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  • On Earth we're briefly Gorgeous by Ocean Vuong

    “In a world myriad as ours, the gaze is a singular act: to look at something is to fill your whole life with it, if only briefly. Once, after my fourteenth birthday, crouched between the seats of an abandoned school bus in the woods, I filled my life with a line of cocaine. A white letter “I” glowed on the seat’s peeling leather. Inside me the “I” became a switchblade— and something tore. My stomach forced up but it was too late. In minutes, I became more of myself. Which is to say the monstrous part of me got so large, so familiar, I could want it. I could kiss it.”

  • The Picture of Dorian Gray by Oscar Wilde

    “There are few of us who have not sometimes wakened before dawn, either after one of those dreamless nights that make us almost enamoured of death, or one of those nights of horror and misshapen joy, when through the chambers of the brain sweep phantoms more terrible than reality itself, and instinct with that vivid life that lurks in all grotesques, and that lends to Gothic art its enduring vitality, this art being, one might fancy, especially the art of those whose minds have been troubled with the malady of reverie. Gradually white fingers creep through the curtains, and they appear to tremble. In black fantastic shapes, dumb shadows crawl into the corners of the room and crouch there. Outside, there is the stirring of birds among the leaves, or the sound of men going forth to their work, or the sigh and sob of the wind coming down from the hills and wandering round the silent house, as though it feared to wake the sleepers and yet must needs call forth sleep from her purple cave. Veil after veil of thin dusky gauze is lifted, and by degrees the forms and colours of things are restored to them, and we watch the dawn remaking the world in its antique pattern. The wan mirrors get back their mimic life. The flameless tapers stand where we had left them, and beside them lies the half-cut book that we had been studying, or the wired flower that we had worn at the ball, or the letter that we had been afraid to read, or that we had read too often. Nothing seems to us changed. Out of the unreal shadows of the night comes back the real life that we had known. We have to resume it where we had left off, and there steals over us a terrible sense of the necessity for the continuance of energy in the same wearisome round of stereotyped habits, or a wild longing, it may be, that our eyelids might open some morning upon a world that had been refashioned anew in the darkness for our pleasure, a world in which things would have fresh shapes and colours, and be changed, or have other secrets, a world in which the past would have little or no place, or survive, at any rate, in no conscious form of obligation or regret, the remembrance even of joy having its bitterness and the memories of pleasure their pain.”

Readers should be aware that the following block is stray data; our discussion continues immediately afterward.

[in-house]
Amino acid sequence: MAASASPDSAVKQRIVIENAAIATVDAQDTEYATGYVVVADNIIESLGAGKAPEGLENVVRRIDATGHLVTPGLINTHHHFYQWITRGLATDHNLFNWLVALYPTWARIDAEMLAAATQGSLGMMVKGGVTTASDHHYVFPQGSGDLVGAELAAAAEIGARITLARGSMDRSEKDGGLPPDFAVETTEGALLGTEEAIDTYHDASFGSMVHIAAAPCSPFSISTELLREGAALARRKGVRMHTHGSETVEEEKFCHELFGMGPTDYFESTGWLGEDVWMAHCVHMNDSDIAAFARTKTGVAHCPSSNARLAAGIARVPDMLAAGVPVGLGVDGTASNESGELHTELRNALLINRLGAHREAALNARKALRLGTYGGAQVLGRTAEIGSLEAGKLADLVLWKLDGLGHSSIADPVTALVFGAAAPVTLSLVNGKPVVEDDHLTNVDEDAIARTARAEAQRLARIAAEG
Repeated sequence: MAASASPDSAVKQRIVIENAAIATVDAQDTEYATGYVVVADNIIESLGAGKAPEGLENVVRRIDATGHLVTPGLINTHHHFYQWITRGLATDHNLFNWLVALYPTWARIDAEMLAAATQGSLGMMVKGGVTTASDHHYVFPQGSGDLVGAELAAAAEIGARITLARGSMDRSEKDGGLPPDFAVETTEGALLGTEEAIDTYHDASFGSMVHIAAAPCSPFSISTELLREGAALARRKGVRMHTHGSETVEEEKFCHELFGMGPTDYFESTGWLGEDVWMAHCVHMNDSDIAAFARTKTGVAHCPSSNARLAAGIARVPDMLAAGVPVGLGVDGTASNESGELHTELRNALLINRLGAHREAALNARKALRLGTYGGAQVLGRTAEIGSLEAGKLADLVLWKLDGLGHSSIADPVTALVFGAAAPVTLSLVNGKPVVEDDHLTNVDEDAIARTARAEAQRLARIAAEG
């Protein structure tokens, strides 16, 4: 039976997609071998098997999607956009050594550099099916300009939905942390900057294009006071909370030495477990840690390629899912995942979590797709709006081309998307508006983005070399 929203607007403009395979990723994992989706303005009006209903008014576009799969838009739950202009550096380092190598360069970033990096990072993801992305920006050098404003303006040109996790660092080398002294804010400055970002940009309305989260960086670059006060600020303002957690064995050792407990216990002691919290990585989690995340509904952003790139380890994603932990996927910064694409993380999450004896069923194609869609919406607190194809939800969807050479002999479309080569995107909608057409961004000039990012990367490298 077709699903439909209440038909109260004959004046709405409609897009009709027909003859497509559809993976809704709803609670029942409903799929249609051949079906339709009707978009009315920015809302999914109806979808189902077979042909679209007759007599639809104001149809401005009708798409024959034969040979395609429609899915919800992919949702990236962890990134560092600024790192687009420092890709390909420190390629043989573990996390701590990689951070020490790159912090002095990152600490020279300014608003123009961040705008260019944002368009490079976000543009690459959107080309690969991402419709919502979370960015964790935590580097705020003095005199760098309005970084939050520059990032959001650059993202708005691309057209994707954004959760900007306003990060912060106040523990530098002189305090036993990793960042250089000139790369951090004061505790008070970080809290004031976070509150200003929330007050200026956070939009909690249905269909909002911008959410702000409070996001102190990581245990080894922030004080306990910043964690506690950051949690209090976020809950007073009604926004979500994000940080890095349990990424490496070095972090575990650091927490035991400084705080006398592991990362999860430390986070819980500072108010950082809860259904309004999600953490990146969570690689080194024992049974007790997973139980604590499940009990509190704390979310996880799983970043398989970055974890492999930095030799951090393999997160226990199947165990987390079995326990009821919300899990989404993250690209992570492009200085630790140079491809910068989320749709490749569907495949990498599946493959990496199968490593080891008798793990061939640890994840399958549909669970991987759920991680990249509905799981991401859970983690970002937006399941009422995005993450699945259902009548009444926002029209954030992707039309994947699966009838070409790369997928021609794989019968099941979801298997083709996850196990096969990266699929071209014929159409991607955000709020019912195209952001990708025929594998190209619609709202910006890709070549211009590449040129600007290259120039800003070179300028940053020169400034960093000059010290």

• pluviophile

    The Picture of Dorian Gray by Oscar Wilde

    “There are few of us who have not sometimes wakened before dawn, either after one of those dreamless nights that make us almost enamoured of death, or one of those nights of horror and misshapen joy, when through the chambers of the brain sweep phantoms more terrible than reality itself, and instinct with that vivid life that lurks in all grotesques, and that lends to Gothic art its enduring vitality, this art being, one might fancy, especially the art of those whose minds have been troubled with the malady of reverie. Gradually white fingers creep through the curtains, and they appear to tremble. In black fantastic shapes, dumb shadows crawl into the corners of the room and crouch there. Outside, there is the stirring of birds among the leaves, or the sound of men going forth to their work, or the sigh and sob of the wind coming down from the hills and wandering round the silent house, as though it feared to wake the sleepers and yet must needs call forth sleep from her purple cave. Veil after veil of thin dusky gauze is lifted, and by degrees the forms and colours of things are restored to them, and we watch the dawn remaking the world in its antique pattern. The wan mirrors get back their mimic life. The flameless tapers stand where we had left them, and beside them lies the half-cut book that we had been studying, or the wired flower that we had worn at the ball, or the letter that we had been afraid to read, or that we had read too often. Nothing seems to us changed. Out of the unreal shadows of the night comes back the real life that we had known. We have to resume it where we had left off, and there steals over us a terrible sense of the necessity for the continuance of energy in the same wearisome round of stereotyped habits, or a wild longing, it may be, that our eyelids might open some morning upon a world that had been refashioned anew in the darkness for our pleasure, a world in which things would have fresh shapes and colours, and be changed, or have other secrets, a world in which the past would have little or no place, or survive, at any rate, in no conscious form of obligation or regret, the remembrance even of joy having its bitterness and the memories of pleasure their pain.”

    good book, read it in my freshman gothic lit class along with a bunch of other gems